Some albums reveal their treasures on first listen, others take longer to disclose their offerings. The albums released to date by Danish musician Agnes Obel have very much fallen into the latter category. Fourth album Myopia sees that trend deepen and intensify.
The last we heard from Obel was back in 2016 when she released Citizen Of Glass. While still cloaked and crepuscular, it had a certain foregrounding and approachability in places that saw her win a new set of fans drawn to her beautifully alluring music. Myopia is still characterised by the muted, concealed piano sound that has come to define her music, but also feels more unknowable, more withdrawn. Obel has spoken about the isolation she subjected herself to while writing, comparing it to a form of self-imposed myopia, and this has directly found its way into the resulting music.
She has also spoken about how the production of the album was equally important as the music and lyrics and she’s undoubtedly been successful in this respect also – all three elements are closely intertwined into one overriding aesthetic. Obel describes Myopia as being an album about trust in its various forms and this most personal of subjects finds a sympathetic musical setting here.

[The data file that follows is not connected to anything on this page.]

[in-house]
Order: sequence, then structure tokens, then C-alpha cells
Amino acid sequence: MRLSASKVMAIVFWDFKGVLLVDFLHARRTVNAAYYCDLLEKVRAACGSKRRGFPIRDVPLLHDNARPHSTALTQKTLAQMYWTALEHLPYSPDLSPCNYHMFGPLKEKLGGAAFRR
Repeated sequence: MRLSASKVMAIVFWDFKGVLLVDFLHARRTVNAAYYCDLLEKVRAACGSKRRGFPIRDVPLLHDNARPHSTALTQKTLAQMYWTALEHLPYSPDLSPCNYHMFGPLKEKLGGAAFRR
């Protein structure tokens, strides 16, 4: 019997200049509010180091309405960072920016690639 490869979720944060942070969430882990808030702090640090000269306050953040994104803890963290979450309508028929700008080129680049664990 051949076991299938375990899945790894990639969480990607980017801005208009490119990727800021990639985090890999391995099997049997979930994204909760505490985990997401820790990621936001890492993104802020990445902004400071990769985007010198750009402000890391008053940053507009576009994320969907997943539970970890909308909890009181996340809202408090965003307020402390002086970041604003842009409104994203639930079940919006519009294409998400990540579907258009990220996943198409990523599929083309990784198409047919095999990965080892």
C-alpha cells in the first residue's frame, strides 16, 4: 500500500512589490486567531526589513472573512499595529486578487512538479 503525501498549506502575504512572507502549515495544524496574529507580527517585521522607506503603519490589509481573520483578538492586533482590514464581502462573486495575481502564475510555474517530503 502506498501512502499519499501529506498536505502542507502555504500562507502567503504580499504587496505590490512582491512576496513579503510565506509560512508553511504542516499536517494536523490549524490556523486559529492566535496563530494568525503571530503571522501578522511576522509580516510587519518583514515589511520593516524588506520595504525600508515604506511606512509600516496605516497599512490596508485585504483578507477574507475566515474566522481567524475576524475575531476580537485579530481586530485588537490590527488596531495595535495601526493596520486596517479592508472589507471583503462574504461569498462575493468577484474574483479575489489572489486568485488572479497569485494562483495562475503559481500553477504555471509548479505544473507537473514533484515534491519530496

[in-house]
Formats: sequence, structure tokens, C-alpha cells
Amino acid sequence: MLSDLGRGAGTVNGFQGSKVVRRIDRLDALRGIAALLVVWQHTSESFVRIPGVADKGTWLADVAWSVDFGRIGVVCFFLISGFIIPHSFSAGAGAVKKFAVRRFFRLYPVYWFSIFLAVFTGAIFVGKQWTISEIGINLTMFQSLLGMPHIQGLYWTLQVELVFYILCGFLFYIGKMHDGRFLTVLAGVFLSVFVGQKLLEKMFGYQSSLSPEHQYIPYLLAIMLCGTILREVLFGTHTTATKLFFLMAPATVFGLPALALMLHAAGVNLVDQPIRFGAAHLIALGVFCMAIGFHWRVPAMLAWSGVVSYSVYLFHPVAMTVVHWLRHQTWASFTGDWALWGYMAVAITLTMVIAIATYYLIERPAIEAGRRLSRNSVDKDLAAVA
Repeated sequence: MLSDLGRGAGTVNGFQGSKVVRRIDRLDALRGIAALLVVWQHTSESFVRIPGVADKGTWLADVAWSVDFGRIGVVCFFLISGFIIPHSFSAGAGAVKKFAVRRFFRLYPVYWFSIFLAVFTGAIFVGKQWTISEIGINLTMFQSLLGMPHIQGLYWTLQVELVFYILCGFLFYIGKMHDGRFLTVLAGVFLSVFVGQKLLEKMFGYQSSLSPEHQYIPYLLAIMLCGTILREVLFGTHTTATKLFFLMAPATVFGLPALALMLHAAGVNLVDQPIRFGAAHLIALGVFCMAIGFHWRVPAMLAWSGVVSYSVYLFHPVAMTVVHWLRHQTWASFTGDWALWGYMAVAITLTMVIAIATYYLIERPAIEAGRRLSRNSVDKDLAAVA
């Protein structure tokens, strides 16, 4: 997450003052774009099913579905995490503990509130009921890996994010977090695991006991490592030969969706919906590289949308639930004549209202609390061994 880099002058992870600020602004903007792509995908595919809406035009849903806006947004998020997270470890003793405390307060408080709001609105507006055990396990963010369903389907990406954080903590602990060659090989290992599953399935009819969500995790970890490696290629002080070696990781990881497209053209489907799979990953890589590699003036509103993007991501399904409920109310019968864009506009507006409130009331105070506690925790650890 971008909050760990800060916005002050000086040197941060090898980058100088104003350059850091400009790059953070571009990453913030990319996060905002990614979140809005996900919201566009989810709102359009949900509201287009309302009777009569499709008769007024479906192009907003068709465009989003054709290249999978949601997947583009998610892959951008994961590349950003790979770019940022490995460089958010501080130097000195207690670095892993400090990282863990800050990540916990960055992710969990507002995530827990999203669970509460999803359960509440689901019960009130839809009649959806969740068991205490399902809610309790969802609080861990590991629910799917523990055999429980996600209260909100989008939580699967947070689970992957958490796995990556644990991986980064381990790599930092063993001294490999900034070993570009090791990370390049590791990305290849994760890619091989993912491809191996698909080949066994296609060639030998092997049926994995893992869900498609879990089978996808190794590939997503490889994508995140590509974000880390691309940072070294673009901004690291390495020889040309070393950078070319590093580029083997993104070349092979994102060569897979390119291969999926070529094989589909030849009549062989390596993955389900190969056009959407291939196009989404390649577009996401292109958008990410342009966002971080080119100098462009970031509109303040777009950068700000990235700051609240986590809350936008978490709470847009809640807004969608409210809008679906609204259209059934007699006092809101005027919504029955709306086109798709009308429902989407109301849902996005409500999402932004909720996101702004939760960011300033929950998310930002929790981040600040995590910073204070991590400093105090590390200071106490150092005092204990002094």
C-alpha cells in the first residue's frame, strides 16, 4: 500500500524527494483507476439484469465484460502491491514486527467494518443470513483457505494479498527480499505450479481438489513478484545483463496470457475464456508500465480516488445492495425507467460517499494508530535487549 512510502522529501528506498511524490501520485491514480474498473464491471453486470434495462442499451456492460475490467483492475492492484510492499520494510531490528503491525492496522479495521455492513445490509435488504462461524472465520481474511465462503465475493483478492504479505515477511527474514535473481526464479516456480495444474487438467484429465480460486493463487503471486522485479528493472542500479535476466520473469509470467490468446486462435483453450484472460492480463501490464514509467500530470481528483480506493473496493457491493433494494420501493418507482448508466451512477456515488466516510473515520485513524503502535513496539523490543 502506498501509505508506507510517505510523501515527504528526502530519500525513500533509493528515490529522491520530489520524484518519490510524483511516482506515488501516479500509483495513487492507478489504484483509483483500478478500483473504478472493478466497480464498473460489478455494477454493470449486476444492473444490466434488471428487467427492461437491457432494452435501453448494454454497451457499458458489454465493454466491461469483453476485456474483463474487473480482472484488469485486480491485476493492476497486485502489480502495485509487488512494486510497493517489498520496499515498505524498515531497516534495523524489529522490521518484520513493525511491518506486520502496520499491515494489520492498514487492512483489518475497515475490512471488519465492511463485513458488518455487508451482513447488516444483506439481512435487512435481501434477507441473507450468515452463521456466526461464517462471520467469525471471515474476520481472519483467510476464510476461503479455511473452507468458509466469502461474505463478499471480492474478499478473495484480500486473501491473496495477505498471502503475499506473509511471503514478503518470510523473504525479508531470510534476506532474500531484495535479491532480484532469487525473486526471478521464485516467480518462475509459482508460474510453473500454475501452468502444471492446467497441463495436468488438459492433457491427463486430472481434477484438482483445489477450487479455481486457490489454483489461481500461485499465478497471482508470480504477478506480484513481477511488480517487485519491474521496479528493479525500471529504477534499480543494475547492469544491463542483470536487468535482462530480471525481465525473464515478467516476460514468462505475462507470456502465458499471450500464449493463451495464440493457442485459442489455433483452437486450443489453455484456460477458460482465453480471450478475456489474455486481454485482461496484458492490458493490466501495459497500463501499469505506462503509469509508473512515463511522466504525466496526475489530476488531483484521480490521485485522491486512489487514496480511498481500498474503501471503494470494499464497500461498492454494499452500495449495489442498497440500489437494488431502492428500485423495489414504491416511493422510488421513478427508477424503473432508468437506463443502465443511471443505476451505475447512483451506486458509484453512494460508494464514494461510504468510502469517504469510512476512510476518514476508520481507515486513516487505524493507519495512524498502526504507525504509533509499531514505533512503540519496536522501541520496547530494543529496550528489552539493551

Broken Sleep offers an early reminder of the strength of her voice as it interacts with the pizzicato strings and soft piano pathways. Island Of Doom shows how she can pull listeners into new fantastical worlds in a similar way to that accomplished so well by the likes of Kate Bush.
Post-classical instrumental miniatures like Roscian, Drosera and Parliament Of Owls have cinematic touches that recall prime Yann Tiersen while the title track is one of the songs to impress upon the memory most with its soaring vocal arcs and sliding strings. Taken together, they all add to the sense of intrigue that runs through her music.
Indeed, as the album plays out it increasingly feels like Obel is still somewhat of a mystery to be uncovered, an enigma to be cracked, a puzzle to be solved. There are many joys to be found within its brittle, opaque sounds but it’s undoubtedly an album that must be lived with for an appropriate length of time for these to fully surface. Yet, this isn’t a bad thing – in this time-pressured, distraction-heavy world in which we live, the appearance of an album that offers beautiful surroundings in which to slow down and decompress should be welcomed wholeheartedly.